Carla Harryman is a poet, experimental prose writer, essayist, performance writer and collaborator in multi-disciplinary performance. She is known for her boundary breaking investigations of genre, non/narrative poetics, and text-based performance that begin in early publications such as Under the Bridge (This Press, 1980) and two volumes of selected writings Animal Instincts: Prose Plays and Essays (This Press, 1989) and There Never Was a Rose without a Thorn (City Lights, 1995). She is the recipient of numerous awards including an artist award in poetry from the Foundation of Contemporary Art, New York; a grant (with Erling Wald) from Opera America: Next Stage; an NEA Consortium Playwright Commission; and an Alexander Gerbode Foundation award in poetry. Her work has been translated into many languages, including multiple publications in French, and her essays, poetry, prose, and plays have been represented in over thirty national and international anthologies. In 2018 her work was the focus of a two-day Poets and Critics symposium at Université Paris 7 Denis Diderot.
The influence of improvised music, electronic sampling, and collaborative practices animate her recent works. Publications from 2018 include the two volumes Sue in Berlin and Sue á Berlin (trans. Sabine Huynh), a collection of performance writings and poet’s theater plays composed between 2001-2015 and released by PURH “To Series” in separate English and French volumes. In an interview for Décharge the author describes the work as “first an event of listening, tracking itself on the more abstract, musical plane, which carries the figurative, fanciful, philosophical, playful, drastic, and political aspects of its non/narrative.” A score for speaking voices and manual typewriters used as musical instruments was also published in a bi-lingual edition in 2018, byjoca seria, as L’Impromptu de Hannah/Hannah Cut In. Hannah Cut In premiered in performance at University Art Museum, Berkeley in 2017.
Harryman’s Poets Theater, interdisciplinary, and bi-lingual performances have been presented nationally and internationally. In 2012 she performed (with pianist Magda Mayas) Occupying Theodor W. Adorno’s “Music and New Music,” a Re-performance, as the closing keynote of dOCUMENTA 13’s What Is Thinking program in Kassel, Germany. The re-performance of Adorno’s 1959 lecture constructed a quiet yet enlivening surface, creating a “noise” informed by cultural and gender difference as well the passing of time and the present historical moment. This is one of many recent performances inspired by music, speaking voice, and text collaborations with composer and musician Jon Raskin. In 2012, she and Raskin published Open Box (on the Tzadik label), a CD inspired by her long-poem Open Box (Belladonna, 2006). Their current collaboration is Gardener of Stars, an Opera, a work for micro-electronics, prepared piano, and speaking voices; the opera’s score is an adaptation of Harryman’s experimental novel Gardener of Stars (Atelos, 2001), which she has described as “an exploration of the paradise and wastelands of utopian desire.”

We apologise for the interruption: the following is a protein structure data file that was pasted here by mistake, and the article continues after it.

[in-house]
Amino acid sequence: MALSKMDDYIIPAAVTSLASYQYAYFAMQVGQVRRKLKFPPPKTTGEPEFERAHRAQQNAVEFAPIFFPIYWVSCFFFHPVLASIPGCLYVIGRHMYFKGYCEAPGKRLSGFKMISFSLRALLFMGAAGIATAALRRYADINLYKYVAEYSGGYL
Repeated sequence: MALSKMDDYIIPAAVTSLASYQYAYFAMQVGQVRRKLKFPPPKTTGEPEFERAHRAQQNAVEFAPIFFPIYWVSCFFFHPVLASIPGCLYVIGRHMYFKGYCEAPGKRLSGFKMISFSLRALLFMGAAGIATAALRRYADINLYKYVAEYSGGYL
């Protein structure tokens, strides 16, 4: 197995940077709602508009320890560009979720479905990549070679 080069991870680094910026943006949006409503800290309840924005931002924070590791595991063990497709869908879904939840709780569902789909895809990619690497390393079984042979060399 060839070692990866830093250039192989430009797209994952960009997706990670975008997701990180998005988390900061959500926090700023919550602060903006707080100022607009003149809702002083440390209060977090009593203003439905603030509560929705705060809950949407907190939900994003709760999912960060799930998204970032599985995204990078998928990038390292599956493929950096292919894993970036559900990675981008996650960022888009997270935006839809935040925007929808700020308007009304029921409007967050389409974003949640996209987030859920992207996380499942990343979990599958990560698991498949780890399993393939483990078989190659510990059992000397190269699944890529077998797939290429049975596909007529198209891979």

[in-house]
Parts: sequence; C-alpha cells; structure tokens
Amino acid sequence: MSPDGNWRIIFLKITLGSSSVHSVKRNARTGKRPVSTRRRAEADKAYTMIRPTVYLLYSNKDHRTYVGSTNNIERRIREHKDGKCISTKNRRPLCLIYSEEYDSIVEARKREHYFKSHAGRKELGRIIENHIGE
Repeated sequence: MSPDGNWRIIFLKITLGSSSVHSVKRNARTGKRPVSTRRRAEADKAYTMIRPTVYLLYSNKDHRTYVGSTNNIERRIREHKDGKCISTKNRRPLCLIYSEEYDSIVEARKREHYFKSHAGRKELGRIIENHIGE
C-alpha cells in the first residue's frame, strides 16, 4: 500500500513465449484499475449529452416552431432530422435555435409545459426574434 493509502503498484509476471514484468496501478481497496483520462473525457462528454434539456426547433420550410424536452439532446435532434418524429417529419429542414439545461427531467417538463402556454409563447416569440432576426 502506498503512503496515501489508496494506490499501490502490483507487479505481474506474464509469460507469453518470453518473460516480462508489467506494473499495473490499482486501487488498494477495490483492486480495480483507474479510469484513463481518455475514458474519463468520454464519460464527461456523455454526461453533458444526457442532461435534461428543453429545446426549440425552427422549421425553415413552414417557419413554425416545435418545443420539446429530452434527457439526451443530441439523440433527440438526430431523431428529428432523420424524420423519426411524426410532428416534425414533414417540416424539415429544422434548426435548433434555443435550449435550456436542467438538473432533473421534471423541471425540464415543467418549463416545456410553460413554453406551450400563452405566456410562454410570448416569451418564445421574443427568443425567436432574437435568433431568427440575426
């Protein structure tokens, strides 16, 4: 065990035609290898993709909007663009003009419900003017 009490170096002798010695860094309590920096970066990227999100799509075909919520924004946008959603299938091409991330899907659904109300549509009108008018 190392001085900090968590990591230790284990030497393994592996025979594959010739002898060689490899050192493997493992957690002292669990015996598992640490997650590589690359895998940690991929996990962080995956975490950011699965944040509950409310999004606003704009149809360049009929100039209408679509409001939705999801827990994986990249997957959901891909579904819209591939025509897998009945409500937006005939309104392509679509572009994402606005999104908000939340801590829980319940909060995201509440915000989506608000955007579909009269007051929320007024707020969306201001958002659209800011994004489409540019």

Key publications of the last ten years include Adorno’s Noise (2008), a radical experiment in the essay as form; The collaborative ten volume work, The Grand Piano: Experiments in Collective Autobiography, San Francisco 1975-1980 (completed in 2010), The Wide Road (2011) with Lyn Hejinian, an erotic picaresque in poetry and prose; and the diptych W—/M— (2013), which Tyrone Williams describes as a tracing and retracing of “the line per se as nomadic consciousness multiplying beyond the doubles that mark, and thus engender, the self-patrolled borders of identities.”
A current essay project focuses on arenas of hope and negativity in a durational project, “Letters Not about Hope.” This project draws from Viktor Shklovsky’s experimental epistolary work Zoo: or Letters Not about Love and philosopher Ernst Bloch’s The Principle of Hope as points of departure for creative essays that pivot, divergently, around the concepts of concrete utopia. A manifestation of this project is Artifact of Hope, published in Kenning Edition’s Ordinance Series in 2017. Of this work, reviewer Piotr Gwiazda comments, “As she turns philosophy into poetry, “thinking” into “making,” [Harryman] crosses many boundaries: linguistic, cultural, national, ideological, generic, disciplinary. The point for her is to retrieve something useful, even provisionally so, from the work, to make the encounter active, dialogic, even dialectical…”
Carla Harryman was born in Southern California in 1952. In the mid-1970s she left Los Angeles for San Francisco, where she became a founding figure of the Bay Area language writing and a co-founder of The San Francisco Bay Area Poets Theater, a collective project directed by Nick Robinson and Eileen Corder that ran from 1979- 1986. In 1995, she moved from the Bay Area to Detroit. She currently divides her time between the Detroit area and Ypsilanti, where she serves as Professor in the Department of English at Eastern Michigan University. She also serves on the MFA summer faculty of the Milton Avery School of the Arts at Bard College.